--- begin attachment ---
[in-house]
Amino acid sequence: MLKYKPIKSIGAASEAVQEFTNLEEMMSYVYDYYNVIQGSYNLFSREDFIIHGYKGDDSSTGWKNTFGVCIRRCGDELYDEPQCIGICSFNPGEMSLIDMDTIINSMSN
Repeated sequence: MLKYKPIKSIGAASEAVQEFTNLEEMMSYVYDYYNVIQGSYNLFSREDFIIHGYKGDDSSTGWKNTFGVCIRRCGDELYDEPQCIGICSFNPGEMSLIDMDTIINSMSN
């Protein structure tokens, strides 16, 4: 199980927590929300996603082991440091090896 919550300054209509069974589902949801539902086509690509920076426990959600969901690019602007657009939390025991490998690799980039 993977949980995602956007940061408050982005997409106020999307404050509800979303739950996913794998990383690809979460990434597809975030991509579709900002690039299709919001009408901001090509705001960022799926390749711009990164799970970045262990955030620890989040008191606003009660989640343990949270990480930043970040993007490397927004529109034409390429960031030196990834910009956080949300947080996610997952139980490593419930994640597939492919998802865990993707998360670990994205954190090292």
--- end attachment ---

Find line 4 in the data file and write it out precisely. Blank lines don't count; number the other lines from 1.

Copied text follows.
């Protein structure tokens, strides 16, 4: 199980927590929300996603082991440091090896 919550300054209509069974589902949801539902086509690509920076426990959600969901690019602007657009939390025991490998690799980039 993977949980995602956007940061408050982005997409106020999307404050509800979303739950996913794998990383690809979460990434597809975030991509579709900002690039299709919001009408901001090509705001960022799926390749711009990164799970970045262990955030620890989040008191606003009660989640343990949270990480930043970040993007490397927004529109034409390429960031030196990834910009956080949300947080996610997952139980490593419930994640597939492919998802865990993707998360670990994205954190090292």